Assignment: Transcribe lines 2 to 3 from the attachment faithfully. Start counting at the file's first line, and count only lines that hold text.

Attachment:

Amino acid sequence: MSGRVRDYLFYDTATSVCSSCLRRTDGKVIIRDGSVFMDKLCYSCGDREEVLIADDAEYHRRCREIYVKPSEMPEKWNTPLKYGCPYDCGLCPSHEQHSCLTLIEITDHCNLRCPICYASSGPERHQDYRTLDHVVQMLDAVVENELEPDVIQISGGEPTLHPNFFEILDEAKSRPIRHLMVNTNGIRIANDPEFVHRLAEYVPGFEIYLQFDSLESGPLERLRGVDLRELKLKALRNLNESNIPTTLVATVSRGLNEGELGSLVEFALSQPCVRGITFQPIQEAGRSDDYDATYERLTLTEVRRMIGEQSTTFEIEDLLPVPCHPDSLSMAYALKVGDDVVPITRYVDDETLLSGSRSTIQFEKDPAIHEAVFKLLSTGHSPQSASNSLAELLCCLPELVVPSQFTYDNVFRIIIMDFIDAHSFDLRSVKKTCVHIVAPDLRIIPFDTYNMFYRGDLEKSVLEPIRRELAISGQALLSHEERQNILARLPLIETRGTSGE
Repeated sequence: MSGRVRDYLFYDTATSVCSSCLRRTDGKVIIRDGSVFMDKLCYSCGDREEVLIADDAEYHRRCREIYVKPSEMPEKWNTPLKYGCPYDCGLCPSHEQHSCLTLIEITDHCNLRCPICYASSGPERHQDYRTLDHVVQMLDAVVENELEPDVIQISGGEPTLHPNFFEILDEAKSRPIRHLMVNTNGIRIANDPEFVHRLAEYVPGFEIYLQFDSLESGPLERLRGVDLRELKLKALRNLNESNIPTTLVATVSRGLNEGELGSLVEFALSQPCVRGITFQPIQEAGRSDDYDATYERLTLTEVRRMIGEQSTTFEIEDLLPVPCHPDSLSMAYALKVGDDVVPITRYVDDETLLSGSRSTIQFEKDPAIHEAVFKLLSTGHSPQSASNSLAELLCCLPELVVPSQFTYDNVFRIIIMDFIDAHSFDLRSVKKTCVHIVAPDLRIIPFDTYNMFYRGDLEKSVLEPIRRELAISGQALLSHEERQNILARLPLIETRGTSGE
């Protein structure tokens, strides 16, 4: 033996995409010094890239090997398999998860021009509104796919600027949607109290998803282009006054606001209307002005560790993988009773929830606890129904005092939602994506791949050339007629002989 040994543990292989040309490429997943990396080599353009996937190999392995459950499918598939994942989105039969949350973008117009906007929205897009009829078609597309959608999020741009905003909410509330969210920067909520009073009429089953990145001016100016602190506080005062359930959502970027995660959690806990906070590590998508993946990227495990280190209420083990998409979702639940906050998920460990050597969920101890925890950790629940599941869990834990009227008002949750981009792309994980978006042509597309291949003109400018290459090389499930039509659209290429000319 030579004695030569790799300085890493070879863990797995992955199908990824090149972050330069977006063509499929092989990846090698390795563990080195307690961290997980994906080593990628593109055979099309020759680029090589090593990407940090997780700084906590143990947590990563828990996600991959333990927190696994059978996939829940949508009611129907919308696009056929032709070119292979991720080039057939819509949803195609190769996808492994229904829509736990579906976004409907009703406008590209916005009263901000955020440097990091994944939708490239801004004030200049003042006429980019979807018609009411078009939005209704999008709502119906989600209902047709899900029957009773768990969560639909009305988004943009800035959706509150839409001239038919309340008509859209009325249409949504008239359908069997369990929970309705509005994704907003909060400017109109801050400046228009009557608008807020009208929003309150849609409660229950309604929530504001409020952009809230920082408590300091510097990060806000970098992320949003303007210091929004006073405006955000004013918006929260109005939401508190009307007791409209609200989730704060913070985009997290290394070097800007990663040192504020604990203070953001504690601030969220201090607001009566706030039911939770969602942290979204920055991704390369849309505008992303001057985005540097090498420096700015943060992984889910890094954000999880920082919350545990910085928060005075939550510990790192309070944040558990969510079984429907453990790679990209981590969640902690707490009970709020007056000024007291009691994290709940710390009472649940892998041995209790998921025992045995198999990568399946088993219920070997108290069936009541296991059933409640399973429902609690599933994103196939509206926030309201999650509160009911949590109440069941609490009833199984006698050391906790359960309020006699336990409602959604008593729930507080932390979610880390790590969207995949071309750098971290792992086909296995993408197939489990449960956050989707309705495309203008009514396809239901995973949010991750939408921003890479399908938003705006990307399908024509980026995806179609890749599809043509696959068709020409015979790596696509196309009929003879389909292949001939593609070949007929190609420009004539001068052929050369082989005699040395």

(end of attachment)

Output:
Repeated sequence: MSGRVRDYLFYDTATSVCSSCLRRTDGKVIIRDGSVFMDKLCYSCGDREEVLIADDAEYHRRCREIYVKPSEMPEKWNTPLKYGCPYDCGLCPSHEQHSCLTLIEITDHCNLRCPICYASSGPERHQDYRTLDHVVQMLDAVVENELEPDVIQISGGEPTLHPNFFEILDEAKSRPIRHLMVNTNGIRIANDPEFVHRLAEYVPGFEIYLQFDSLESGPLERLRGVDLRELKLKALRNLNESNIPTTLVATVSRGLNEGELGSLVEFALSQPCVRGITFQPIQEAGRSDDYDATYERLTLTEVRRMIGEQSTTFEIEDLLPVPCHPDSLSMAYALKVGDDVVPITRYVDDETLLSGSRSTIQFEKDPAIHEAVFKLLSTGHSPQSASNSLAELLCCLPELVVPSQFTYDNVFRIIIMDFIDAHSFDLRSVKKTCVHIVAPDLRIIPFDTYNMFYRGDLEKSVLEPIRRELAISGQALLSHEERQNILARLPLIETRGTSGE
């Protein structure tokens, strides 16, 4: 033996995409010094890239090997398999998860021009509104796919600027949607109290998803282009006054606001209307002005560790993988009773929830606890129904005092939602994506791949050339007629002989 040994543990292989040309490429997943990396080599353009996937190999392995459950499918598939994942989105039969949350973008117009906007929205897009009829078609597309959608999020741009905003909410509330969210920067909520009073009429089953990145001016100016602190506080005062359930959502970027995660959690806990906070590590998508993946990227495990280190209420083990998409979702639940906050998920460990050597969920101890925890950790629940599941869990834990009227008002949750981009792309994980978006042509597309291949003109400018290459090389499930039509659209290429000319 030579004695030569790799300085890493070879863990797995992955199908990824090149972050330069977006063509499929092989990846090698390795563990080195307690961290997980994906080593990628593109055979099309020759680029090589090593990407940090997780700084906590143990947590990563828990996600991959333990927190696994059978996939829940949508009611129907919308696009056929032709070119292979991720080039057939819509949803195609190769996808492994229904829509736990579906976004409907009703406008590209916005009263901000955020440097990091994944939708490239801004004030200049003042006429980019979807018609009411078009939005209704999008709502119906989600209902047709899900029957009773768990969560639909009305988004943009800035959706509150839409001239038919309340008509859209009325249409949504008239359908069997369990929970309705509005994704907003909060400017109109801050400046228009009557608008807020009208929003309150849609409660229950309604929530504001409020952009809230920082408590300091510097990060806000970098992320949003303007210091929004006073405006955000004013918006929260109005939401508190009307007791409209609200989730704060913070985009997290290394070097800007990663040192504020604990203070953001504690601030969220201090607001009566706030039911939770969602942290979204920055991704390369849309505008992303001057985005540097090498420096700015943060992984889910890094954000999880920082919350545990910085928060005075939550510990790192309070944040558990969510079984429907453990790679990209981590969640902690707490009970709020007056000024007291009691994290709940710390009472649940892998041995209790998921025992045995198999990568399946088993219920070997108290069936009541296991059933409640399973429902609690599933994103196939509206926030309201999650509160009911949590109440069941609490009833199984006698050391906790359960309020006699336990409602959604008593729930507080932390979610880390790590969207995949071309750098971290792992086909296995993408197939489990449960956050989707309705495309203008009514396809239901995973949010991750939408921003890479399908938003705006990307399908024509980026995806179609890749599809043509696959068709020409015979790596696509196309009929003879389909292949001939593609070949007929190609420009004539001068052929050369082989005699040395």